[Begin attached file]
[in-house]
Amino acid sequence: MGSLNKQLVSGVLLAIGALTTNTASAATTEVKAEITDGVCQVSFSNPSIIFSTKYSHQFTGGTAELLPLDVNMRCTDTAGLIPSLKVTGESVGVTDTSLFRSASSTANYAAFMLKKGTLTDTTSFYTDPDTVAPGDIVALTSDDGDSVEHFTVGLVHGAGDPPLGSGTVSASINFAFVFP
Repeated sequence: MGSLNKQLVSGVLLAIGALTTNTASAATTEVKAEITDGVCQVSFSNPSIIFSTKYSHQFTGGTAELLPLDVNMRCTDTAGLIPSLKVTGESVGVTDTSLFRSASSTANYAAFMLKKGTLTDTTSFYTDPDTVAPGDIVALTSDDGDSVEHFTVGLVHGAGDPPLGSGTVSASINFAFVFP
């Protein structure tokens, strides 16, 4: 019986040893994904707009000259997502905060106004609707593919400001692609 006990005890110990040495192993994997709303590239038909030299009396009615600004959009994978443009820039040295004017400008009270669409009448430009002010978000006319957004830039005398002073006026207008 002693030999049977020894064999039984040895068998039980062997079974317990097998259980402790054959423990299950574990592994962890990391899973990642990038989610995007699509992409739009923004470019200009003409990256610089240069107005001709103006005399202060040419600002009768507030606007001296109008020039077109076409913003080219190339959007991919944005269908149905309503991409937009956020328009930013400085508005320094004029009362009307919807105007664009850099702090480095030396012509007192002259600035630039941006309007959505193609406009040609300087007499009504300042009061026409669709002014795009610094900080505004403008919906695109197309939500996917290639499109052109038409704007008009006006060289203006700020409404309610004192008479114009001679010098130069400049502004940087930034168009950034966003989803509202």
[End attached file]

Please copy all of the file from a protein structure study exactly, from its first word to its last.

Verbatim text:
[in-house]
Amino acid sequence: MGSLNKQLVSGVLLAIGALTTNTASAATTEVKAEITDGVCQVSFSNPSIIFSTKYSHQFTGGTAELLPLDVNMRCTDTAGLIPSLKVTGESVGVTDTSLFRSASSTANYAAFMLKKGTLTDTTSFYTDPDTVAPGDIVALTSDDGDSVEHFTVGLVHGAGDPPLGSGTVSASINFAFVFP
Repeated sequence: MGSLNKQLVSGVLLAIGALTTNTASAATTEVKAEITDGVCQVSFSNPSIIFSTKYSHQFTGGTAELLPLDVNMRCTDTAGLIPSLKVTGESVGVTDTSLFRSASSTANYAAFMLKKGTLTDTTSFYTDPDTVAPGDIVALTSDDGDSVEHFTVGLVHGAGDPPLGSGTVSASINFAFVFP
């Protein structure tokens, strides 16, 4: 019986040893994904707009000259997502905060106004609707593919400001692609 006990005890110990040495192993994997709303590239038909030299009396009615600004959009994978443009820039040295004017400008009270669409009448430009002010978000006319957004830039005398002073006026207008 002693030999049977020894064999039984040895068998039980062997079974317990097998259980402790054959423990299950574990592994962890990391899973990642990038989610995007699509992409739009923004470019200009003409990256610089240069107005001709103006005399202060040419600002009768507030606007001296109008020039077109076409913003080219190339959007991919944005269908149905309503991409937009956020328009930013400085508005320094004029009362009307919807105007664009850099702090480095030396012509007192002259600035630039941006309007959505193609406009040609300087007499009504300042009061026409669709002014795009610094900080505004403008919906695109197309939500996917290639499109052109038409704007008009006006060289203006700020409404309610004192008479114009001679010098130069400049502004940087930034168009950034966003989803509202």